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Browsing named entities in a specific section of E. T. Merrill, Commentary on Catullus (ed. E. T. Merrill). Search the whole document.

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Actium (Greece) (search for this): text comm, poem 81
runer finds this idea confirmed by a possible play upon the name of Aurelius in v. 4 inaurata. bellus homo: such a lover Juventius also found in Furius; cf. Catul. 24.7f. Pisauri: Pisaurum (now Pesaro) was an Umbrian town on the Adriatic planted as a Roman colony B.C. 184 (cf. Liv. 39.44). Plutarch (Plut. Ant. 60) reports that the town was swallowed up by an earthquake just before the battle of Actium. The previous settlement there of a number of military colonists by Antony (Plut. l.c.) may have been an attempt to check the decay (moribunda sede) noted by Catullus. inaurata statua: gilded statues were common in Rome at a later date, the second supplement to the Notitia (written in the first half of the fourth century A.D.) mentioning eighty of gods alone. This number is understood to be exclusive of statues in
Bruner finds this idea confirmed by a possible play upon the name of Aurelius in v. 4 inaurata. bellus homo: such a lover Juventius also found in Furius; cf. Catul. 24.7f. Pisauri: Pisaurum (now Pesaro) was an Umbrian town on the Adriatic planted as a Roman colony B.C. 184 (cf. Liv. 39.44). Plutarch (Plut. Ant. 60) reports that the town was swallowed up by an earthquake just before the battlePesaro) was an Umbrian town on the Adriatic planted as a Roman colony B.C. 184 (cf. Liv. 39.44). Plutarch (Plut. Ant. 60) reports that the town was swallowed up by an earthquake just before the battle of Actium. The previous settlement there of a number of military colonists by Antony (Plut. l.c.) may have been an attempt to check the decay (moribunda sede) noted by Catullus. inaurata statua: gilded statues were common in Rome at a later date, the second supplement to the Notitia (written in the first half of the fourth century A.D.) mentioning eighty of gods alone. This number is understood to be exclusive of stat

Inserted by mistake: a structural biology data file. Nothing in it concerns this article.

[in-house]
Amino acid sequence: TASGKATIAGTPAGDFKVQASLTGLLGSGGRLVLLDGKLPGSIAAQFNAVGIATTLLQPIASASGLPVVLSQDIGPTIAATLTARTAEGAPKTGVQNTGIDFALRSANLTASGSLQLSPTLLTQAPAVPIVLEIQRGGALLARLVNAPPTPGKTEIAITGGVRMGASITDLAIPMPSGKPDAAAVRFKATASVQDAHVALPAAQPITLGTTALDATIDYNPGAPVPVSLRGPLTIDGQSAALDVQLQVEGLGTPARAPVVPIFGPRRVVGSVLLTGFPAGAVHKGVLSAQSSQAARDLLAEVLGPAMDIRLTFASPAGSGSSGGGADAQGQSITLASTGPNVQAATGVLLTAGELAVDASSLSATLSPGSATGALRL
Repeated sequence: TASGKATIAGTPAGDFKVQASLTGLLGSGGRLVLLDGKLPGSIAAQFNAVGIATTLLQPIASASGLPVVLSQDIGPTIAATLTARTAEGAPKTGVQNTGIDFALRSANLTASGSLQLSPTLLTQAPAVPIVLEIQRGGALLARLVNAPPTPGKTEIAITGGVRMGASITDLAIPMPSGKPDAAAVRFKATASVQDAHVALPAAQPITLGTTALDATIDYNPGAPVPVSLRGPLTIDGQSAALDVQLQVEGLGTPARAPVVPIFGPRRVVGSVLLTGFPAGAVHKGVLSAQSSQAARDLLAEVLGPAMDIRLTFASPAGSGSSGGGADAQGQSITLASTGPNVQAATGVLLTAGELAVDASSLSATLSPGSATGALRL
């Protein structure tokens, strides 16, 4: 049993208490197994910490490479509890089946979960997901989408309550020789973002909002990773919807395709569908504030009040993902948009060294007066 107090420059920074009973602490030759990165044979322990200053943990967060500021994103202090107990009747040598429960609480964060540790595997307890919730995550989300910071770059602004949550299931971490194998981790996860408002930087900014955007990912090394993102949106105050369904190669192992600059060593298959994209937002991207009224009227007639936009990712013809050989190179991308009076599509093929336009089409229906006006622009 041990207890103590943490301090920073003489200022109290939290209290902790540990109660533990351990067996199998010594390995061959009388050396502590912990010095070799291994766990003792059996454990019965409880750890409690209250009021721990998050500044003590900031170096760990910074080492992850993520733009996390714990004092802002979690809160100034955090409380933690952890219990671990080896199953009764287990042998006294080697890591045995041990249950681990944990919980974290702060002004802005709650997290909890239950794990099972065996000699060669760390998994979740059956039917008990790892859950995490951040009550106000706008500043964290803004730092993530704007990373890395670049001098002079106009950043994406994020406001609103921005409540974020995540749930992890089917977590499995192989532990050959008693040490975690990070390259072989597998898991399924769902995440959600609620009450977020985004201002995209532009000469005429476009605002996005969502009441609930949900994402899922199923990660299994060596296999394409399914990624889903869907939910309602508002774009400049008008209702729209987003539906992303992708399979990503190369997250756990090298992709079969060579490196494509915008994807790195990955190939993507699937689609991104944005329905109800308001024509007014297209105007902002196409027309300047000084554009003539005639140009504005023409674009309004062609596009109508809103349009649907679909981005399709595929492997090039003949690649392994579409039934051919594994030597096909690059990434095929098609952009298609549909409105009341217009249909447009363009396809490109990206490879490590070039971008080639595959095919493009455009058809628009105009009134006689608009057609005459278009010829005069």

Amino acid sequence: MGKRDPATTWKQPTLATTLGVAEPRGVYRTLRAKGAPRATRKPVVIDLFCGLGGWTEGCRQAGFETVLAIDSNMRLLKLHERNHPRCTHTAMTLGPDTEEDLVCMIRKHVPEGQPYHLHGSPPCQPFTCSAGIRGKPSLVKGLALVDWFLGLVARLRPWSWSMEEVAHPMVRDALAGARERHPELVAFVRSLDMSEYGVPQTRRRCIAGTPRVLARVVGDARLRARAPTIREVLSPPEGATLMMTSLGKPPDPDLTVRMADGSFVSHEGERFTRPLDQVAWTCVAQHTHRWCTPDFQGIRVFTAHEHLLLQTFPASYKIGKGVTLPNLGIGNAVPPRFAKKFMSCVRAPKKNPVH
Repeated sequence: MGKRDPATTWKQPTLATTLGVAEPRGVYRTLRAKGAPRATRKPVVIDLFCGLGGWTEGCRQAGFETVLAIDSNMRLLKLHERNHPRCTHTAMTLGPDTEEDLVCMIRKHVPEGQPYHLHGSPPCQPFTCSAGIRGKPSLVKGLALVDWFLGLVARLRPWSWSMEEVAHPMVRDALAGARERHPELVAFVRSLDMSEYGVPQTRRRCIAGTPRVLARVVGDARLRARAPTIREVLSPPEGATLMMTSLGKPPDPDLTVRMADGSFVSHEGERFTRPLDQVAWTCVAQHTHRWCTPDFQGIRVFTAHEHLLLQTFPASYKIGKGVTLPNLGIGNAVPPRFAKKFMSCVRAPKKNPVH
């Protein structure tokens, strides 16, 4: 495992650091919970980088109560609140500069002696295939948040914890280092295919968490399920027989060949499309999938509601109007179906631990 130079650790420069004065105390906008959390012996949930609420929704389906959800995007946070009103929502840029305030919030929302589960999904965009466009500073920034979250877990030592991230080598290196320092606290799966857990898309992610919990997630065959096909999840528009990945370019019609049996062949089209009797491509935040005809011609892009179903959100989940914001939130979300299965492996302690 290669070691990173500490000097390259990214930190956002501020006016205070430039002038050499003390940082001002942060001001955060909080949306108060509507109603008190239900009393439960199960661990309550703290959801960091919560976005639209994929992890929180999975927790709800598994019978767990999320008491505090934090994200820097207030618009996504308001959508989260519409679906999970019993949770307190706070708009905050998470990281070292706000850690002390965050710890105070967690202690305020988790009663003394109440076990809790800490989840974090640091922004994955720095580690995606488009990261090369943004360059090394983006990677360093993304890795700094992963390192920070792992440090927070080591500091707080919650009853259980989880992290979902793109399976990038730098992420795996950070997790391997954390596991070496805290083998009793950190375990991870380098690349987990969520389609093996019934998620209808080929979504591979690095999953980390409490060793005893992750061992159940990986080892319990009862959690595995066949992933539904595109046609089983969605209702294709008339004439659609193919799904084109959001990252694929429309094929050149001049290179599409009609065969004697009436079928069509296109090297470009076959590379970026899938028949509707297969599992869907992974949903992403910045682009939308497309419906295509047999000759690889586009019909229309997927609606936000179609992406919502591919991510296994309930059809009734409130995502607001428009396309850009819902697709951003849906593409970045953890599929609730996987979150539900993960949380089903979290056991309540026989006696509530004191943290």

Washington (United States) (search for this): text comm, poem 81
Umbrian town on the Adriatic planted as a Roman colony B.C. 184 (cf. Liv. 39.44). Plutarch (Plut. Ant. 60) reports that the town was swallowed up by an earthquake just before the battle of Actium. The previous settlement there of a number of military colonists by Antony (Plut. l.c.) may have been an attempt to check the decay (moribunda sede) noted by Catullus. inaurata statua: gilded statues were common in Rome at a later date, the second supplement to the Notitia (written in the first half of the fourth century A.D.) mentioning eighty of gods alone. This number is understood to be exclusive of statues in temples and other shrines. With the comparison cf. Catul. 64.100n. cordi est: cf. Catul. 44.3n. nescis: etc. perhaps the idea is that Nemesis will avenge the slighted love of C